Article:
Advanced Windows PowerShell Scripting Video Training

Advanced Windows PowerShell Scripting Video Training
Advanced Windows PowerShell Scripting Video Training

Thursday, September 3, 2015

When to use Single and Double quotes with PowerShell

Here is another one of those enduring questions from my PowerShell classes. When to use single and double quotes.

First off we need to establish the object type that is created by both single and double quotes. Take a look at the code below. Both single and double quotes produce a System.String object type. At this point there is no difference between the two.

PS C:\> $Single = ''

 

PS C:\> $Double = ""

 

PS C:\> $Single.GetType()

 

IsPublic IsSerial Name                                     BaseType                                         

-------- -------- ----                                     --------                                         

True     True     String                                   System.Object                                    

 

 

 

PS C:\> $Double.GetType()

 

IsPublic IsSerial Name                                     BaseType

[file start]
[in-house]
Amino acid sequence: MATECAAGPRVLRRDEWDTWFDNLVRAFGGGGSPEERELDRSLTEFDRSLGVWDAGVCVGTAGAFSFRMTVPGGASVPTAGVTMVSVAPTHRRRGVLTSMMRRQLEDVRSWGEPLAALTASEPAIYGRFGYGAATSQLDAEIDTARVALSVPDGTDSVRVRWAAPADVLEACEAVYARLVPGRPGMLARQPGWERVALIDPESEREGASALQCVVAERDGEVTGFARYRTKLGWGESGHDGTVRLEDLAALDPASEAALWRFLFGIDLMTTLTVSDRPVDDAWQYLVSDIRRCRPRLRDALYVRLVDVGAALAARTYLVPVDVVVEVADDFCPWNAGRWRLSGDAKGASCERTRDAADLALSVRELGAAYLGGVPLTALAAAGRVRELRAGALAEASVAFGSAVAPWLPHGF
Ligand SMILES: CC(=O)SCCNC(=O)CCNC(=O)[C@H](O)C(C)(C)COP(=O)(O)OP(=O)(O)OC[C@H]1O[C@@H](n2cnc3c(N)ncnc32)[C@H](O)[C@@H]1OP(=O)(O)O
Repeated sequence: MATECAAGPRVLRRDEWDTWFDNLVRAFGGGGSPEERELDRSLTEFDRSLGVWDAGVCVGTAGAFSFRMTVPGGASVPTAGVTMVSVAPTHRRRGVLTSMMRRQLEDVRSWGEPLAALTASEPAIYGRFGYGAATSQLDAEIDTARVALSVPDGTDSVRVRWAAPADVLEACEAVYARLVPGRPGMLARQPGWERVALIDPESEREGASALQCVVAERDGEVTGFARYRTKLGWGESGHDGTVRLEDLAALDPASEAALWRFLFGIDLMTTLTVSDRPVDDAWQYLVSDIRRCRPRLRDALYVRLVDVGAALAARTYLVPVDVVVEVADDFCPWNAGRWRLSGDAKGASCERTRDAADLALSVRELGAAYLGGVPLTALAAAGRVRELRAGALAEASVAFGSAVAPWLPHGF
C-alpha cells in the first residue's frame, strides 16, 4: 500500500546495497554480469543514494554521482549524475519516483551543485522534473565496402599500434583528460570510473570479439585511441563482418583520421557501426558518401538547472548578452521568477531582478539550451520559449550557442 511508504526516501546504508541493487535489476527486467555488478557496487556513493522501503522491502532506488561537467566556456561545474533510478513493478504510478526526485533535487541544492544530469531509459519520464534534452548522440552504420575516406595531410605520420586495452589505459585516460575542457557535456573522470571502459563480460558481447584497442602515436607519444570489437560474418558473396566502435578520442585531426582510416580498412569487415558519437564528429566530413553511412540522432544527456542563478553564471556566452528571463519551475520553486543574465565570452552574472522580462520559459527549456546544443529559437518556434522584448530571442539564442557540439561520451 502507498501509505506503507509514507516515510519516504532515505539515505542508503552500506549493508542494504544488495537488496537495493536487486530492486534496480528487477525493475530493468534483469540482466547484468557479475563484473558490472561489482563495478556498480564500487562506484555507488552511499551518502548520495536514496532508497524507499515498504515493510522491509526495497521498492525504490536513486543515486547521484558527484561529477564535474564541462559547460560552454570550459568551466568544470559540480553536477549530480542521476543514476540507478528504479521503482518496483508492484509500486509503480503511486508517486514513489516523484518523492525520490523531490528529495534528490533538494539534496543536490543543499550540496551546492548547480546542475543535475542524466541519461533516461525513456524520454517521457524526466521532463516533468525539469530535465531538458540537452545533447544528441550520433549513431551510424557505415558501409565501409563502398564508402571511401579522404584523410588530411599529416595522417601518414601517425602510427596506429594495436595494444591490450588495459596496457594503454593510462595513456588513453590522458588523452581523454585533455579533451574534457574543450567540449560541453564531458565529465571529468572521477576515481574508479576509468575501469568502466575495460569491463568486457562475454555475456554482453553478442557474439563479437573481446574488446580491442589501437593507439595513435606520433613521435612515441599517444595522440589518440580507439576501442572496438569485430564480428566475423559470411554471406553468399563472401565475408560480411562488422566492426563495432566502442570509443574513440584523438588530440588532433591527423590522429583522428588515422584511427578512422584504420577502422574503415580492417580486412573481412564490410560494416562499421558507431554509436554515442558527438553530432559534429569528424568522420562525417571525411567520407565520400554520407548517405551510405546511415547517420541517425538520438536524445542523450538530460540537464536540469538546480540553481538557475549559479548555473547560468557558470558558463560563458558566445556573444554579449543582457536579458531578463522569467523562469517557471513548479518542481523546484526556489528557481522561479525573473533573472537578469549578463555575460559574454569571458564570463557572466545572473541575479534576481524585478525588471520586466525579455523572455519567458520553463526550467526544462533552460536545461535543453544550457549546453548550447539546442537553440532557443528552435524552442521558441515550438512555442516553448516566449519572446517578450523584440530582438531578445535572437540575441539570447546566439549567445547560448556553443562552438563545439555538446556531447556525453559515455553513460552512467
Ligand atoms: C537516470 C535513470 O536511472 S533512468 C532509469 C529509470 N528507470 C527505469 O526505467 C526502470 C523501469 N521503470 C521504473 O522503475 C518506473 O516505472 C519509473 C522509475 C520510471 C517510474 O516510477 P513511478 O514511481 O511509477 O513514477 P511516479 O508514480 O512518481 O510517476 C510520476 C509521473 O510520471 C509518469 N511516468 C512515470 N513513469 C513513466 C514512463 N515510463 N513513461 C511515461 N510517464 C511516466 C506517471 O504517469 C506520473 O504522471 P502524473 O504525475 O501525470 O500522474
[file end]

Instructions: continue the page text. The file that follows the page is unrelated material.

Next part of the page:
-------- -------- ----                                     --------                                         

True     True     String                                   System.Object 

The difference comes when you create strings that contain variables.

PS C:\> $Var1 = "Hello"

 

PS C:\> $Var2 = 'World'

 

PS C:\> Write-Output "$Var1 $Var2"

Hello World

 

PS C:\> Write-Output '$Var1 $Var2'

$Var1 $Var2

Here two strings are produce from variables. The first utilizes double quotes while the second utilizes single quotes. In the first, the value of the variables are placed in the string. In the second string, utilizing single quotes, the characters are treated as literal. In other words, they are no longer treated as variable names.

You may be thinking “Big deal”. Well, here is where it can become a big deal. Consider the following.

PS C:\> Write-Output 'The price of gas is $4.35 a gallon.'

The price of gas is $4.35 a gallon.

 

PS C:\> Write-Output "The price of gas is $4.35 a gallon."

The price of gas is .35 a gallon.

Do you see the difference? In the string created with single quotes, you get accurate output. In the other string, PowerShell is looking for the value of the variable $4. Well, $4 has a value of NULL. Now you just set the price of gas at $.35 a gallon. We call this a RGE. Otherwise known as a Resume Generating Event.

You could write your string this way.

PS C:\> Write-Output "The price of gas is `$4.35 a gallon."

The price of gas is $4.35 a gallon.

What you may not see is in front of the “$” is a “`” back tick. This is the PowerShell Escape Character. Be careful if you use it. It is hard to see. The Escape Character makes the dollar sign be treated as a character instead of the name of a variable. This will give us the correct output. Remember, this is not the single quote, but the back tick.  The back tick is on the left of a US keyboard where the single quote is on the right.

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